What is your purpose in having this website?

Though many people are concerned about the events going on in our world, and have concerns for the future, some are totally clueless and have made no provisions for themselves or their families. Weather, the economy, pandemic flu, terrorism, nuclear attack, are just a few of the things that could set us back to a period of time that we are not familiar with, and wouldn't know how to survive. It's my hope that someone, somewhere will read this information and find something that will help them survive the coming hard times.

Why do you think everyone should have a supply of food and don't you think that's a radical idea for this generation?

I guess that depends on your idea of radical. Our forefathers would have probably considered it radical to not have provisions on hand to tide them over through hard times. Though they certainly had their share of worries regarding weather and hoping their crops wouldn't be devastated by drought, monsoon, grasshoppers, or disease, the challenges we face today include the same ones our forefathers faced, and a lot more. One of the main differences between then and now, is that their lives were lived with the knowledge that if they didn't plan ahead, store supplies, and "make hay while the sun shone," they might not live to worry about planting, much less harvesting, next years hay. We've lost the skills they had, our priorities and values have changed, and we haven't been accustomed to worrying about providing for ourselves and our families over an extended time.

Why should I invest in food for an emergency? That's what the Government is for.

Unfortunately, many share your philosophy and I'm afraid some will find out the hard way that the Government is limited in what it will be able to do, and when they'll be able to do it. We've become accustomed to the idea that the Government will take care of us in an emergency. Hurricane Katrina made people more aware that there are situations that the government won't be able to help. The Government aid to the populace is also limited by budget considerations, and a long period of extended unemployment affects the Governments money and our security. Years ago we had tremendous grain reserves. Today, there simply is not enough to provide for the number of people who would require help. Many times aid offered by the Government comes with strings attached that many will not be willing, for differing reasons, to accept.

You mention nuclear attacks. If there's a nuclear attack, we'll all be dead anyway, so why bother?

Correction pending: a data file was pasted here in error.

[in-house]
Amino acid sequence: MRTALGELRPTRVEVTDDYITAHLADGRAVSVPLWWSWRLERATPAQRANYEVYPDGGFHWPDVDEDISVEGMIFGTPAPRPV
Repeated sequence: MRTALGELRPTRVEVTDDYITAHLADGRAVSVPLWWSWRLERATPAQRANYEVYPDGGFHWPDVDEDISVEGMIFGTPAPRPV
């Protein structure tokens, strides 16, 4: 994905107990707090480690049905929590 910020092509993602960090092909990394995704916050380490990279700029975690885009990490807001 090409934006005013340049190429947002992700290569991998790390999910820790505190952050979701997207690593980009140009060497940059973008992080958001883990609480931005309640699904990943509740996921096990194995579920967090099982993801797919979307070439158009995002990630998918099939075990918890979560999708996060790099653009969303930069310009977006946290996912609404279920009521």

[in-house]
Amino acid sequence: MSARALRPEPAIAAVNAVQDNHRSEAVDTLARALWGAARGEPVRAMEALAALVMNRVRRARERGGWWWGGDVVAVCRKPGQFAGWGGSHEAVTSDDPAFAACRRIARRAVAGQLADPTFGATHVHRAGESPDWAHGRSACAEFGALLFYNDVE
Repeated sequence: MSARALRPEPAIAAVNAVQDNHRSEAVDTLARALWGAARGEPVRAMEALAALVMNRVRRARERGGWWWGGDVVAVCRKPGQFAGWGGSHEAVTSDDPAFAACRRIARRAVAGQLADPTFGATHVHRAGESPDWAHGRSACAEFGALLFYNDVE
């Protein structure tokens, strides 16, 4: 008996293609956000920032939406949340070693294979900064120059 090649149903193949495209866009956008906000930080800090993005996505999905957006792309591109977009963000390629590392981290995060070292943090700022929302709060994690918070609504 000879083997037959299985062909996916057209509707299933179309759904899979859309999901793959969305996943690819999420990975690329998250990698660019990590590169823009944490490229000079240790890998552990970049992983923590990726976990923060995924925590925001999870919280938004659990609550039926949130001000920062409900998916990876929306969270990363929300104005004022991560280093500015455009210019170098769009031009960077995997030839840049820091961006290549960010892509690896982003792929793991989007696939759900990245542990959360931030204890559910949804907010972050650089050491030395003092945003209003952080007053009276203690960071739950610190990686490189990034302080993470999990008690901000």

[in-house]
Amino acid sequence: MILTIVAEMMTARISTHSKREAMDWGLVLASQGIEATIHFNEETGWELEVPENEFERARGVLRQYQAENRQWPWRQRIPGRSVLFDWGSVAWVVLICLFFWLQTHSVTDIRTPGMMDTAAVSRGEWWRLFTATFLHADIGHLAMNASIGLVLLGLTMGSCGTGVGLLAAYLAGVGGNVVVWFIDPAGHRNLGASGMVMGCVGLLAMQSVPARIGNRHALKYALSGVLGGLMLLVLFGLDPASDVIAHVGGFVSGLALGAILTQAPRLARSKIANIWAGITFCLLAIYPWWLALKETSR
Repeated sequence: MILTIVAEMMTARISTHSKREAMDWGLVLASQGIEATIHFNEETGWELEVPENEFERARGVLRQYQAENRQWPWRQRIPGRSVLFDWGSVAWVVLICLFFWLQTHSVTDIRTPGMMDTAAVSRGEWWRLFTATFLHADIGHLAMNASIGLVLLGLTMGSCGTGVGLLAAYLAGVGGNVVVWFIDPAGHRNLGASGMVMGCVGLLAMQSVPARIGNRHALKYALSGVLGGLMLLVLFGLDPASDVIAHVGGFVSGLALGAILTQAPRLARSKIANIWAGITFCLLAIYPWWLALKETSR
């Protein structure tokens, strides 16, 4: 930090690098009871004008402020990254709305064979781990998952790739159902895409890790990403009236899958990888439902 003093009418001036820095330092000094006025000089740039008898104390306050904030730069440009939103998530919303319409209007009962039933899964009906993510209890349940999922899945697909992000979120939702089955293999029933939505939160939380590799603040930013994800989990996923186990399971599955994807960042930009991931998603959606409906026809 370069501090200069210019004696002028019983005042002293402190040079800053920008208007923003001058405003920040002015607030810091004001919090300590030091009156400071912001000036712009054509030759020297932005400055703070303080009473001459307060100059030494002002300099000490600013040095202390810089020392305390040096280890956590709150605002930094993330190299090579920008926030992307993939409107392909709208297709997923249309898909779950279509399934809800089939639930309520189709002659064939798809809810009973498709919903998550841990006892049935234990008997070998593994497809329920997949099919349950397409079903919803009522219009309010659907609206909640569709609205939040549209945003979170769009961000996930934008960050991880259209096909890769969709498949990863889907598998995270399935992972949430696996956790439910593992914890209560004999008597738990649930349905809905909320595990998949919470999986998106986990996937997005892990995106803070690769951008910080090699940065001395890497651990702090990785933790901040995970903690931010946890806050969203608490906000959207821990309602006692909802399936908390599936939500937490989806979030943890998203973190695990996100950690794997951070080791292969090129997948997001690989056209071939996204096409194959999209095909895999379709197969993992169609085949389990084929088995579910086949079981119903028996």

That's a very common misconception. Though a nuclear attack would kill those in the immediate area, most of those who later died would be killed by radiation sickness. There are many things a person can do to prevent this. We'll have a section on tips and information that will hopefully increase your likelihood of making it through a nuclear event.

Why would I store food when I don't even cook?

If you don't cook, my suggestion would be that you begin. Quickly. Some either pick up food from the grocery, or go to a drive thru on the way home from work. If the power were out for an extended time, not only would the restaurants not be cooking, the grocery stores' stock would become depleted. And there would be no deli. Though it is hard for working families to think about cooking after working all day, planning and organizing will make it easier. Many recipes are suitable for crock-pot cooking. Meals can be cooked on weekends and frozen for the week ahead. I can't stress enough the importance of being able to cook a meal for your family. I hope you'll give it some thought as you browse the web site.

Even if I had a bucket of wheat, I wouldn't know what to do with it. Doesn't it take a lot of commercial equipment to make the wheat into bread?

No. A grain grinder would grind the wheat into flour. You'd need mixing bowls and baking pans. Though it's not something we're accustomed to doing, it's not difficult.

You seem awfully concerned with planning and details. Why would I want to alarm my family by suggesting we need a plan for shelter? We have a home, and if our power goes out, it would be bad, but we'd just call the electric company and if it was going to take a while to restore it, we'd go to friends or relatives.  

Planning is important. Details are important, and could make the difference between you living or dying. It needn't be an elaborate plan with minute details. You gave the example of going with friends or relatives. That shows that you are able to plan because you quickly had a solution. But, details are important. What if your friends and relatives have no power, no heat, and no food to feed you or water to drink?

You mentioned alarming the family. Would your husband be alarmed if you suggested he carry a bottle of water in case his car broke down, or that he make sure he has a spare tire? Would your child be alarmed if you suggested he/she take a sweater to school in case the classroom got cold? It doesn't seem likely. Alarming is when the lights go off in the middle of the night and a young child shivers in the dark as the house gets colder and colder, while Mom and Dad search in vain for a flashlight that they bought on clearance a couple years ago and wonder where they put it and whether or not it came with batteries. Unexpected and unplanned for events are much more alarming than taking the steps to minimize discomfort and panic. 

Copyright Joseph A. Hughes 2004, 2005, 2006. No part of this webpage can be reproduced or used by others in any way, shape or form unless by express written permission of the copyright holder.